There is considerable diversity in medtech manufacturing and production processes. While production of some medical device products is heavily automated, many are assembled, tested and packaged manually. This diversity means that there are considerable variations in the mix of skills required between different medical technologies production operations.
Key occupational areas involved in day-to-day operations include the following:
Manual Assembly Operatives – Manual assembly operatives account for a substantial share of medtech production employment in Ireland. The main skills required are manual dexterity, the ability to conscientiously comply with formal working procedures, sufficient awareness to identify visible problems with components and assemblies, and the flexibility to move between assembling different products. They are typically qualified to Leaving Certificate level or equivalent, and may have taken a medicaltech qualification at Level 5 in the National Framework of Qualifications.
Machine Operators - (sometimes termed “technicians”, depending on the company and on their level of responsibility) – Machine operators operate machines, loading raw materials, watching for problems, and in many cases setting the machine up and undertaking basic troubleshooting and maintenance. Skill requirements are generally increasing over time, as operators take more responsibility in areas such as troubleshooting, maintenance and quality assurance. They are typically qualified to Leaving Certificate level or equivalent, and may have taken a lab science or technology qualification at Level 5 in the NFQ.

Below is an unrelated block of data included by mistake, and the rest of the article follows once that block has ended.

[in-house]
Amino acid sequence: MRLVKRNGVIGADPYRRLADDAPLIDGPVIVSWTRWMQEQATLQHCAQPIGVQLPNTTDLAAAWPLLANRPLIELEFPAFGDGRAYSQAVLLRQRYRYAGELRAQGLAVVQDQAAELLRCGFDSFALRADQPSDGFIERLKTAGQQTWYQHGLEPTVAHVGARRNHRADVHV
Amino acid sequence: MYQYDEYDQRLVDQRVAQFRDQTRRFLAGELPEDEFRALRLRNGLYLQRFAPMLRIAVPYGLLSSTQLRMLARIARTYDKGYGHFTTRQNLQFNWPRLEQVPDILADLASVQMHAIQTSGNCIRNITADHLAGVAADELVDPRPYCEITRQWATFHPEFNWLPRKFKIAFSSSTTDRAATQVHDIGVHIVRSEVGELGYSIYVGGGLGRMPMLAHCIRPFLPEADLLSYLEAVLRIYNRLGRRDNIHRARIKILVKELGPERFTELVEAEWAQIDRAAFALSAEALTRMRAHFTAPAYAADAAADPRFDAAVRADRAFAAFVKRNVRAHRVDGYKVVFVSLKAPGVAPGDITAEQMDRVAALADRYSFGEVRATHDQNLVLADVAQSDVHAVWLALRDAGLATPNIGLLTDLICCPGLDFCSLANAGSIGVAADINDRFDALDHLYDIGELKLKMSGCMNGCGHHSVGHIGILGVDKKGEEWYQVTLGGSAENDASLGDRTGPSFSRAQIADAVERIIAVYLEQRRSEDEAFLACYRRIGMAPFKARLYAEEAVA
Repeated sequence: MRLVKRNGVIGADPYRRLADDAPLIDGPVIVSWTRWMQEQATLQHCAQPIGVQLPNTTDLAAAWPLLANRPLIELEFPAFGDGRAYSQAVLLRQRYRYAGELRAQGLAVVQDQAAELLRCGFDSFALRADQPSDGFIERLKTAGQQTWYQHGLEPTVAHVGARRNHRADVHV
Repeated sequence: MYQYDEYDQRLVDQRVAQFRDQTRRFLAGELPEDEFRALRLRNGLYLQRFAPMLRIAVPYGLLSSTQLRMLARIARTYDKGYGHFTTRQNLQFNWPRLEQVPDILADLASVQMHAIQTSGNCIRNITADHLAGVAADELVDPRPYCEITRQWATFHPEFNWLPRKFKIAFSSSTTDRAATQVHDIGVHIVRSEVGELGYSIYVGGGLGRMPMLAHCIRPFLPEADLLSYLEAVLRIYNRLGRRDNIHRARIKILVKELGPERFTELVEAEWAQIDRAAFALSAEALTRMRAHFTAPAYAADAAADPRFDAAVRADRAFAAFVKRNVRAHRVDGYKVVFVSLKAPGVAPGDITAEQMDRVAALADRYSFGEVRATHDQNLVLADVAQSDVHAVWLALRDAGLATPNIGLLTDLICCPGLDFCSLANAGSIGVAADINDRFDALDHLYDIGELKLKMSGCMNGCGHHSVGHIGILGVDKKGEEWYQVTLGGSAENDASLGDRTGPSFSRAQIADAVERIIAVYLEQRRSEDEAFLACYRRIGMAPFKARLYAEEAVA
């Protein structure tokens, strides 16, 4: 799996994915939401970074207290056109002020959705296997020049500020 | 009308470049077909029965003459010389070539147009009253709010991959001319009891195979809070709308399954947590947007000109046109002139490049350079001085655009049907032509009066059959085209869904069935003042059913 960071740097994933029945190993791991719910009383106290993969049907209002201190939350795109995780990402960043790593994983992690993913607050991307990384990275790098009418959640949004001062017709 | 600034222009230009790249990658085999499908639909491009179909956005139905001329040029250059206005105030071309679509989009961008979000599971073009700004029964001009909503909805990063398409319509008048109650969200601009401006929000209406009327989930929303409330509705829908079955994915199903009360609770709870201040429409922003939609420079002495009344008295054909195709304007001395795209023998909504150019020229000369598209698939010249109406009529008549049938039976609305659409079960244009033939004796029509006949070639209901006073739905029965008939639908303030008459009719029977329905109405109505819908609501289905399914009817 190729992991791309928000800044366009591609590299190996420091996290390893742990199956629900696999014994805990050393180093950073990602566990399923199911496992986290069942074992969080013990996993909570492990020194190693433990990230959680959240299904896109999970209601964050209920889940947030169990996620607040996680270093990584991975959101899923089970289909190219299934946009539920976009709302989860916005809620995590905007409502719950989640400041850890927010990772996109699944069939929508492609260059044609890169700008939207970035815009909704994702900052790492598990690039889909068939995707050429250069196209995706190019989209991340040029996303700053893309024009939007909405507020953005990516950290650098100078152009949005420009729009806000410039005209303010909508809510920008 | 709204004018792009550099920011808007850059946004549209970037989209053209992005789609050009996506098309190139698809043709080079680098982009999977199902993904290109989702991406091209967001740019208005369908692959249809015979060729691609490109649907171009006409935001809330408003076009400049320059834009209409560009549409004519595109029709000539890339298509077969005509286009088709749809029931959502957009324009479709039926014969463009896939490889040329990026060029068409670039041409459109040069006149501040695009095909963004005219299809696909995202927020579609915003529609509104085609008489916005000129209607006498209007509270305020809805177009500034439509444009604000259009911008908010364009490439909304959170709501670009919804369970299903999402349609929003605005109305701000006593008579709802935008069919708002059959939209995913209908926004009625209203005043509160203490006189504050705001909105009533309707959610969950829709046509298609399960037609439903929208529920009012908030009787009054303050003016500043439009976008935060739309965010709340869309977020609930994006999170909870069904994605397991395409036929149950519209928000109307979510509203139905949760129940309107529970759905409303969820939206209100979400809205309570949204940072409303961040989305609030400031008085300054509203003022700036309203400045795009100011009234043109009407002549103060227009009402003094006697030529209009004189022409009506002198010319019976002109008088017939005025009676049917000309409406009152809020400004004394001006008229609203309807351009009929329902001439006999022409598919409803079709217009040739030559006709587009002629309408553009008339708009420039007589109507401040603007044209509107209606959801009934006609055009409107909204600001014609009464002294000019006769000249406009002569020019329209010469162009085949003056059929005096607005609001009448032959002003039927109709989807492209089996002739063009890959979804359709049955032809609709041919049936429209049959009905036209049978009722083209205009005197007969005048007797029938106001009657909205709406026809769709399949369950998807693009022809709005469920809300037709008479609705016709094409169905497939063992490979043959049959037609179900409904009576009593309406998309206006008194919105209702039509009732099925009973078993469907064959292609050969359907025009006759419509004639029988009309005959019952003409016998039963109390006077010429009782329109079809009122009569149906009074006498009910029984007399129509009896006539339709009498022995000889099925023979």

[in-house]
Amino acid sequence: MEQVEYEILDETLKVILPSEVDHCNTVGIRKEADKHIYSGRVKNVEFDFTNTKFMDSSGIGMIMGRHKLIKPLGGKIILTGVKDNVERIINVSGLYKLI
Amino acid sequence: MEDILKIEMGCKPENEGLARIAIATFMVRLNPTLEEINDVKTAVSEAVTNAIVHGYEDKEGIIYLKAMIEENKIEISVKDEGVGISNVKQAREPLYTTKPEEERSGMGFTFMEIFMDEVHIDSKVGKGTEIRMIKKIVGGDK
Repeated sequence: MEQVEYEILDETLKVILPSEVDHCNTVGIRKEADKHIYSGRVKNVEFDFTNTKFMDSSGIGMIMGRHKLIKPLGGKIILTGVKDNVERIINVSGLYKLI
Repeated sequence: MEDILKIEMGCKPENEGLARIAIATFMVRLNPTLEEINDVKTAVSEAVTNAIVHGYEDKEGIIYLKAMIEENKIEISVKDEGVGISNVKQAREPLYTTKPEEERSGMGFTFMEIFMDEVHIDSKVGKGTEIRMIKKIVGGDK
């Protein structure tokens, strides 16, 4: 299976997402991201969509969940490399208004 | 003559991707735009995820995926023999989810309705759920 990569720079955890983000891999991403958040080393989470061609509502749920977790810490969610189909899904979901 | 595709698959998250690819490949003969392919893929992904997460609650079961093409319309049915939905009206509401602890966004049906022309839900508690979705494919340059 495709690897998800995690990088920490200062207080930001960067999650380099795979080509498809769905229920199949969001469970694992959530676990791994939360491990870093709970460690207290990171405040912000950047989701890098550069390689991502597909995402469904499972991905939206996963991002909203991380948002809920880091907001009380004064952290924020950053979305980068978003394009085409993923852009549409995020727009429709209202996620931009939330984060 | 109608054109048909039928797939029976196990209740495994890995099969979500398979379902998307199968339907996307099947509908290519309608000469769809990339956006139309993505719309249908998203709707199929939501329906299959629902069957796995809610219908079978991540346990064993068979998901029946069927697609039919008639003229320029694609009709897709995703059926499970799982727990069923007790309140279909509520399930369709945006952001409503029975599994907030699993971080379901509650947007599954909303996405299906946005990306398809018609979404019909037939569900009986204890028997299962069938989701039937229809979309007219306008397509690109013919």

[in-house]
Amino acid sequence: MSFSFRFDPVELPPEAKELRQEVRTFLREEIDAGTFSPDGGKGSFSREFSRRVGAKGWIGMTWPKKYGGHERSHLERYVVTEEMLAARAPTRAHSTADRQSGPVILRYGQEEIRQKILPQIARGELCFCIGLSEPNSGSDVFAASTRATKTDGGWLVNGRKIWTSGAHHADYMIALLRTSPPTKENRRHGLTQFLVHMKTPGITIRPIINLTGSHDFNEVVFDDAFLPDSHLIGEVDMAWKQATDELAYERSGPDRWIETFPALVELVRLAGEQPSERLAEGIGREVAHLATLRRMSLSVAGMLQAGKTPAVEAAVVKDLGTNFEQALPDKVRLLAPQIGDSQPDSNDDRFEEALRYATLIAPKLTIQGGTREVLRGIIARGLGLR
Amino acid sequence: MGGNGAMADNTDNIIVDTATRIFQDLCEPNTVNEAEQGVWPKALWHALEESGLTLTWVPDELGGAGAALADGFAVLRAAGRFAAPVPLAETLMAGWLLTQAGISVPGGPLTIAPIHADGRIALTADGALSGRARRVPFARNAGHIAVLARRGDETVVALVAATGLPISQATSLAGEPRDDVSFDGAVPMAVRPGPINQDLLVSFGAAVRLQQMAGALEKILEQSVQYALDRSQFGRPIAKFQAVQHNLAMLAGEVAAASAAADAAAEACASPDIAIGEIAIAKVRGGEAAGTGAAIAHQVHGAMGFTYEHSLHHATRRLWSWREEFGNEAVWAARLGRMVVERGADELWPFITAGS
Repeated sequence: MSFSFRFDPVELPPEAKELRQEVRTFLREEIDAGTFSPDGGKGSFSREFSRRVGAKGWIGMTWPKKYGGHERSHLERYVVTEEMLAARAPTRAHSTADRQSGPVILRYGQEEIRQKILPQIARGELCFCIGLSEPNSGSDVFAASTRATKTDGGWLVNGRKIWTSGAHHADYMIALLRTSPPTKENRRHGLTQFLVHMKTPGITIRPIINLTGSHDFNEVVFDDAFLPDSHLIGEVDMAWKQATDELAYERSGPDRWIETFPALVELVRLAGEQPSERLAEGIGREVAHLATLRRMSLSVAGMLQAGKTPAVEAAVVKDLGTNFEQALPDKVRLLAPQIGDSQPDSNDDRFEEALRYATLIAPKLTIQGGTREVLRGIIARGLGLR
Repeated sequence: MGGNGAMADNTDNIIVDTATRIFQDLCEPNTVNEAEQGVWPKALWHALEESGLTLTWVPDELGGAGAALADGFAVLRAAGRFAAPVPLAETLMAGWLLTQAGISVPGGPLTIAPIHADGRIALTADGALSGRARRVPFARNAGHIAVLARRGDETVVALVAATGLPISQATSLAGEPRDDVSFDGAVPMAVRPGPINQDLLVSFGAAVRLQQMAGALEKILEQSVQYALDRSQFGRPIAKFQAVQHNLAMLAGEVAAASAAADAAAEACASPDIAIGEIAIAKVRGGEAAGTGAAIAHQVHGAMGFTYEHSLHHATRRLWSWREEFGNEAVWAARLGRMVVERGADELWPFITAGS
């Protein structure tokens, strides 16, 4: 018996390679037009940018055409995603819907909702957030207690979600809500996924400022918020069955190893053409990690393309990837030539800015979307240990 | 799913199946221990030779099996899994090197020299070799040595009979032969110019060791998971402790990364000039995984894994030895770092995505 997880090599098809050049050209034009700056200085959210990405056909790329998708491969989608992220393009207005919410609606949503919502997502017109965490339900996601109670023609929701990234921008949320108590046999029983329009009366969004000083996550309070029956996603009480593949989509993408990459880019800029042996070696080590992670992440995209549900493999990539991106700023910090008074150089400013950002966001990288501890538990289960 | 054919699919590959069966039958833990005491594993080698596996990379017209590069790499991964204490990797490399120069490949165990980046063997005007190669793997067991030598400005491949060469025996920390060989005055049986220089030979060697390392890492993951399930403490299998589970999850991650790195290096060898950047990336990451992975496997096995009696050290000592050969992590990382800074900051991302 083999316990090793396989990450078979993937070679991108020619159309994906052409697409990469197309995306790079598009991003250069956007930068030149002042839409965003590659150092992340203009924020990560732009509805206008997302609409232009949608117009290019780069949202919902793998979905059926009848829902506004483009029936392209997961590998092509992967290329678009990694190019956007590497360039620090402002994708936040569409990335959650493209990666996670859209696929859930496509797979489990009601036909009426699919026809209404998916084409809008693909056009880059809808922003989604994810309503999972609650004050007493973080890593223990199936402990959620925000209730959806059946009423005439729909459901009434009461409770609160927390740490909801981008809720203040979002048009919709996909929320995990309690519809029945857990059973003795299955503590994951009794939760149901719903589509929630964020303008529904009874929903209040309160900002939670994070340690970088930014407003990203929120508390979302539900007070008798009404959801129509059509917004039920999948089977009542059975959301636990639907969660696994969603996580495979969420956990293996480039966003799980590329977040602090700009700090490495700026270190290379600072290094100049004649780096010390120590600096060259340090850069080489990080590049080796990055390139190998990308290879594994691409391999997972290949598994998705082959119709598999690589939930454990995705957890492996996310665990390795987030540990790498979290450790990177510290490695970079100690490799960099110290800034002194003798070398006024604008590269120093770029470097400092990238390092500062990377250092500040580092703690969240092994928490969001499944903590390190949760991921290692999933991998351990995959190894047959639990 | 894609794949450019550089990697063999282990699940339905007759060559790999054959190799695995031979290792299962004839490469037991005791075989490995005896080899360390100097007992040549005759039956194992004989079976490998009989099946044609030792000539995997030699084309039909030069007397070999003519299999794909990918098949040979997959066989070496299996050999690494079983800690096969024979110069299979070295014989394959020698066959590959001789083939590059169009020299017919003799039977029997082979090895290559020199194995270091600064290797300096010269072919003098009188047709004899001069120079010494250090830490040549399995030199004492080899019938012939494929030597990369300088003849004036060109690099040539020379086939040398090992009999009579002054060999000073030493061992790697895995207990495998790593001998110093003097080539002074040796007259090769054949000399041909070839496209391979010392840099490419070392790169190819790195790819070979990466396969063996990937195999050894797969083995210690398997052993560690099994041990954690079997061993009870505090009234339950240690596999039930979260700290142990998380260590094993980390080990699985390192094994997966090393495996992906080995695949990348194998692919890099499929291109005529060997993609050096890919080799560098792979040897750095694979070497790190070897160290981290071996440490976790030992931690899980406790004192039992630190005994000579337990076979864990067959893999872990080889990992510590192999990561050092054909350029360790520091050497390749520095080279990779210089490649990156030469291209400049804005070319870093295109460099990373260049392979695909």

Technicians – Technicians working in production can have a wide variety of roles, in areas such as toolmaking, machine set-up, troubleshooting, maintenance, monitoring the operation of automated systems, and technical testing for quality assurance. They are typically qualified to around Level 6 (Craft Certificate or Higher Certificate) or Level 7 (Ordinary Bachelor Degree or (legacy qualification) National Diploma) in the NFQ, or have technical training or qualifications of some other sort. Some are qualified to a higher level.
Quality Control and Quality Assurance Staff – Depending on the level of automation, manual and visual inspection can play a major role in medtech quality control. These roles are often filled by very experienced operatives and operators, typically with additional training in quality control, quality assurance and sometimes quality improvement.
Operations Managers and Supervisors – These roles are similar to those in other industries, except that they need strong skills relating to operating in a highly regulated environment.
A number of roles concerned with the design, improvement and management of production processes are also important in the sector, including the following:
Production, Industrial and Automation Engineers & High-level Technicians – These are engineering roles concerned primarily with bringing products into production, with optimising production processes, with keeping production processes in control, and with technical troubleshooting beyond the comfort zone of those concerned with day-to-day operations. They are mostly undertaken by people with Honours Bachelor or masters degrees in engineering disciplines such as production engineering, manufacturing engineering, mechatronic engineering or mechanical engineering.
Highly skilled technicians, typically have qualifications around NFQ Level 7 and have a significant role in this sector.